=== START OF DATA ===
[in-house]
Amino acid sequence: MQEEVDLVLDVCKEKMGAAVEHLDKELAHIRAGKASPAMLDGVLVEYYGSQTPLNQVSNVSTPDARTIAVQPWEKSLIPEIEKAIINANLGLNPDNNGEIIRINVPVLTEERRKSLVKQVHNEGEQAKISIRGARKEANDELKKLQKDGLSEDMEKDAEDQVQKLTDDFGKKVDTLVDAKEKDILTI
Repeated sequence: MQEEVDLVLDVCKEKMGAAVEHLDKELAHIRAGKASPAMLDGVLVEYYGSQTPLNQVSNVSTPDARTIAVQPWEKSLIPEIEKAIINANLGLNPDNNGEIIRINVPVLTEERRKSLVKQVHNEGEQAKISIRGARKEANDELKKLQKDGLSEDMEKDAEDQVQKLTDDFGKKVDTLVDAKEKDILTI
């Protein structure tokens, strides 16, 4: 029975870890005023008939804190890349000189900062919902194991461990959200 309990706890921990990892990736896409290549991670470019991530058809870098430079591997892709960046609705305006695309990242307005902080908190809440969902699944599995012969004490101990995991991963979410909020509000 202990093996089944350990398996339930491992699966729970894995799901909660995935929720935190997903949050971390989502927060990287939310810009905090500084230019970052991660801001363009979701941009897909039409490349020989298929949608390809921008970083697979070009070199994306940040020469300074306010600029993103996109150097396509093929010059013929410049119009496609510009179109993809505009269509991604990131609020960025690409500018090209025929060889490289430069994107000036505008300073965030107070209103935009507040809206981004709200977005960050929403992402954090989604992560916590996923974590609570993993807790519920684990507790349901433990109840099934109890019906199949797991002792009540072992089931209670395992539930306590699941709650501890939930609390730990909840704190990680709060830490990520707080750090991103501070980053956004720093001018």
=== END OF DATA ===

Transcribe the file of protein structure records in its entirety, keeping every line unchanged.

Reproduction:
[in-house]
Amino acid sequence: MQEEVDLVLDVCKEKMGAAVEHLDKELAHIRAGKASPAMLDGVLVEYYGSQTPLNQVSNVSTPDARTIAVQPWEKSLIPEIEKAIINANLGLNPDNNGEIIRINVPVLTEERRKSLVKQVHNEGEQAKISIRGARKEANDELKKLQKDGLSEDMEKDAEDQVQKLTDDFGKKVDTLVDAKEKDILTI
Repeated sequence: MQEEVDLVLDVCKEKMGAAVEHLDKELAHIRAGKASPAMLDGVLVEYYGSQTPLNQVSNVSTPDARTIAVQPWEKSLIPEIEKAIINANLGLNPDNNGEIIRINVPVLTEERRKSLVKQVHNEGEQAKISIRGARKEANDELKKLQKDGLSEDMEKDAEDQVQKLTDDFGKKVDTLVDAKEKDILTI
């Protein structure tokens, strides 16, 4: 029975870890005023008939804190890349000189900062919902194991461990959200 309990706890921990990892990736896409290549991670470019991530058809870098430079591997892709960046609705305006695309990242307005902080908190809440969902699944599995012969004490101990995991991963979410909020509000 202990093996089944350990398996339930491992699966729970894995799901909660995935929720935190997903949050971390989502927060990287939310810009905090500084230019970052991660801001363009979701941009897909039409490349020989298929949608390809921008970083697979070009070199994306940040020469300074306010600029993103996109150097396509093929010059013929410049119009496609510009179109993809505009269509991604990131609020960025690409500018090209025929060889490289430069994107000036505008300073965030107070209103935009507040809206981004709200977005960050929403992402954090989604992560916590996923974590609570993993807790519920684990507790349901433990109840099934109890019906199949797991002792009540072992089931209670395992539930306590699941709650501890939930609390730990909840704190990680709060830490990520707080750090991103501070980053956004720093001018």